Shapps to ban ferry operators not paying minimum wage


The Government has announced ‘new measures to protect seafarers’, including banning ferries that don’t pay the National Minimum Wage (NMW) from docking at British ports, but the organisations representing ports said plans for its members to enforce the NMW ‘could be unworkable’.

The Department for Transport (DfT) announced the ‘suite of new measures’ following P&O Ferries’ decision to summarily sack 800 workers earlier this month.

Transport secretary Grant Shapps confirmed new legislation to ban ferries that do not pay their workers the NMW from docking at British ports, ‘closing a legal loophole between UK and international maritime law that P&O Ferries ruthlessly exploited’.

The DfT said that ‘to ensure seafarers are protected straight away, the Transport Secretary has instructed ports to refuse entry to ferries not paying workers the NMW – immediately replicating the effect the new laws will have when introduced in the coming weeks’.

Officials said HMRC will also continue to target its enforcement activity, investigating any ferry operators that it suspects do not pay their workers NMW.

Mr Shapps said: ‘We can boast some of the highest maritime standards in the world, but for too long some employers have managed to avoid showing workers the most basic respect.

‘Ensuring a fair wage for our seafarers means UK workers are not undercut by employers and it reiterates the UK flag as one of the most respected in the world.’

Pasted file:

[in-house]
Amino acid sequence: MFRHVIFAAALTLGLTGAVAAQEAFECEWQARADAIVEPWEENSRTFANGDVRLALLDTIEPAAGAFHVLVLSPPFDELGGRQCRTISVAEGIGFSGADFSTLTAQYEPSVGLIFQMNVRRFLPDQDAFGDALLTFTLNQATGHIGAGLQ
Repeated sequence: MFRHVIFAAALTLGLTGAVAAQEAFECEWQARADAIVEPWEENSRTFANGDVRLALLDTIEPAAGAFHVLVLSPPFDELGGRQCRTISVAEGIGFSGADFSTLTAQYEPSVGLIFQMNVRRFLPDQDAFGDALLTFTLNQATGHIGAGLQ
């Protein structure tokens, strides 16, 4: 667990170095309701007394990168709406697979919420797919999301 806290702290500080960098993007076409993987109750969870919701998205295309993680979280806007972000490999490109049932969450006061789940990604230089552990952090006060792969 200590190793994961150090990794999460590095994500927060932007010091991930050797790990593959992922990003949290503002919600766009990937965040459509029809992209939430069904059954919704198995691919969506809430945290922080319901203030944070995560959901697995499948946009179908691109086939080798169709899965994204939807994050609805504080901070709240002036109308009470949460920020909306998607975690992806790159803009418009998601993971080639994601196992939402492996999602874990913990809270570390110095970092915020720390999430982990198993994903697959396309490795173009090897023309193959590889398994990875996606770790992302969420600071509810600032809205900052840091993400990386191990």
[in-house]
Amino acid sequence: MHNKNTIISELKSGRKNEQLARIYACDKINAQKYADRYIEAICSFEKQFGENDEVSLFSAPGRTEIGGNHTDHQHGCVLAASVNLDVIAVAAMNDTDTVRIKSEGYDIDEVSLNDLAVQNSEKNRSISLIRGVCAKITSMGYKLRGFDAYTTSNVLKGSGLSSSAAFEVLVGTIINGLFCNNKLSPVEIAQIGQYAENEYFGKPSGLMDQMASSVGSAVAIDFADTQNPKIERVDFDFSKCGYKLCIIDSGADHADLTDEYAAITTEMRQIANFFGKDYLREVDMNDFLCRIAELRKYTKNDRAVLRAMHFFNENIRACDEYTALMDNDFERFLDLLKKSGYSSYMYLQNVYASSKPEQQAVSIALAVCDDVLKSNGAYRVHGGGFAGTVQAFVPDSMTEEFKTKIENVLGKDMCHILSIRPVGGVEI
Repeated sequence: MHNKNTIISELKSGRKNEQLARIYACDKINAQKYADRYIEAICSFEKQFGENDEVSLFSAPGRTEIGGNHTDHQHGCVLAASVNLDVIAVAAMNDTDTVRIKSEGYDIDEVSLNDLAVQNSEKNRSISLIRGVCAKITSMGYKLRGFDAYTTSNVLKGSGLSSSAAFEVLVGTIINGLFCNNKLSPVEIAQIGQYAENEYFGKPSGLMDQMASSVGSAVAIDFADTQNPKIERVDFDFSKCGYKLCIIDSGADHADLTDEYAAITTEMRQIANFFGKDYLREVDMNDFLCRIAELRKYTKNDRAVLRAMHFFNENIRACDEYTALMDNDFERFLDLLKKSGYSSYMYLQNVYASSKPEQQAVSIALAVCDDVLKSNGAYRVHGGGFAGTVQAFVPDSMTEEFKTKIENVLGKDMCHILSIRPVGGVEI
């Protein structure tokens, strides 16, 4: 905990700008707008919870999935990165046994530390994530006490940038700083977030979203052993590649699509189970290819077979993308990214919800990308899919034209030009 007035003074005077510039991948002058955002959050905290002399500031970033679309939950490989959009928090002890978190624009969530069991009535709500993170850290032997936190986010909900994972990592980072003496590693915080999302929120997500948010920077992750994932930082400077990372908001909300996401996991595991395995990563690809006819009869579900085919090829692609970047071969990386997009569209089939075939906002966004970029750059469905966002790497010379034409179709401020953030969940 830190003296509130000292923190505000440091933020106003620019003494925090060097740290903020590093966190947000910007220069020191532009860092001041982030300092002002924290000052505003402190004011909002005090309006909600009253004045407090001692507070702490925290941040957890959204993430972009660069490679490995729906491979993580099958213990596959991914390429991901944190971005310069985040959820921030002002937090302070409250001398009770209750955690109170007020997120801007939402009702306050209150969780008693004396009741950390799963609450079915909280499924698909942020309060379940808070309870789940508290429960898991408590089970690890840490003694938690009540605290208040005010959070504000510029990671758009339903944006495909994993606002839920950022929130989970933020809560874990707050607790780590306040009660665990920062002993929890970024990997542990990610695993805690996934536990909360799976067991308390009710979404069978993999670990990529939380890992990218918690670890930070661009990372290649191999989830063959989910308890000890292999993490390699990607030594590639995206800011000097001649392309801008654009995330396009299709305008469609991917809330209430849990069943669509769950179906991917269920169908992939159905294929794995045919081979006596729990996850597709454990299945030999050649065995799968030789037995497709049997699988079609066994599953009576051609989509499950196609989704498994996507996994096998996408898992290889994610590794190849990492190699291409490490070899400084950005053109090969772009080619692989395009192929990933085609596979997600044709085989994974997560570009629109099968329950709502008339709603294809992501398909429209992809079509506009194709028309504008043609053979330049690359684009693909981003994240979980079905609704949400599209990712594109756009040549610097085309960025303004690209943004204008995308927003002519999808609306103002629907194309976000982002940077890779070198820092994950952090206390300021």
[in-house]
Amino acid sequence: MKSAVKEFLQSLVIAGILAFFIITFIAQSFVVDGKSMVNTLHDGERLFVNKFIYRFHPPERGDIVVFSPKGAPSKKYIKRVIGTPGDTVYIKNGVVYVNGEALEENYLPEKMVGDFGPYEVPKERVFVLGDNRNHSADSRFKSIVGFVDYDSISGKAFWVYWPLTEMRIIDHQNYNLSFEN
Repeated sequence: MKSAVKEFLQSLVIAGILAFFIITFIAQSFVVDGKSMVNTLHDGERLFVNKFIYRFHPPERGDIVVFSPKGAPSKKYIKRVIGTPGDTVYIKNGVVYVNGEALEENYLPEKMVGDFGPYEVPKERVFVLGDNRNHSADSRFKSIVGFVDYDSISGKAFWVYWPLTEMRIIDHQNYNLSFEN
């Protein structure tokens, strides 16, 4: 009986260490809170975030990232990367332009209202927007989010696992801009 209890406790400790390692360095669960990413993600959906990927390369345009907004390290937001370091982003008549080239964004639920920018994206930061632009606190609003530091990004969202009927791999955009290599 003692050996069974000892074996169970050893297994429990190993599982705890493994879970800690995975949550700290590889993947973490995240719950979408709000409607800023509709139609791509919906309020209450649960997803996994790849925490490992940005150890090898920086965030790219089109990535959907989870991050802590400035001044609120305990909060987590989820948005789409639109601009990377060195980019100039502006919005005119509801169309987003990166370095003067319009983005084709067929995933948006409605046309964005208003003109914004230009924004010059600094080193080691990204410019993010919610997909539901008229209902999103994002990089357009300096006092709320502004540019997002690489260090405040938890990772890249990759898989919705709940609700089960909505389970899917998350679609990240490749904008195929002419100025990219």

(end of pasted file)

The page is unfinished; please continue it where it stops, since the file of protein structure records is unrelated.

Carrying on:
However, Richard Ballantyne, CEO of the British Ports Association, which represents all of the UK’s main ferry ports, said: ‘While it’s right the Government and the ferry industry look to improve employment rules and standards, the expectation that port authorities will need to enforce minimum wage rules in the shipping sector could be unworkable. This will place ports in a difficult legal predicament, especially before any legislation is in place.’

He added: ‘The ports industry is genuinely sympathetic towards the situation of the impacted seafarers, however we would suggest that ports are not the competent authorities to enforce rules on employee salaries or working conditions in the shipping industry. We are concerned that the Government is rushing to find a solution without considering the wider implications in the maritime sector.’

The DfT added: ‘Following the conduct of Peter Hebblethwaite, the Transport Secretary has asked the CEO of the Insolvency Service to consider whether the P&O Ferries Chief Executive should be disqualified as a director.’

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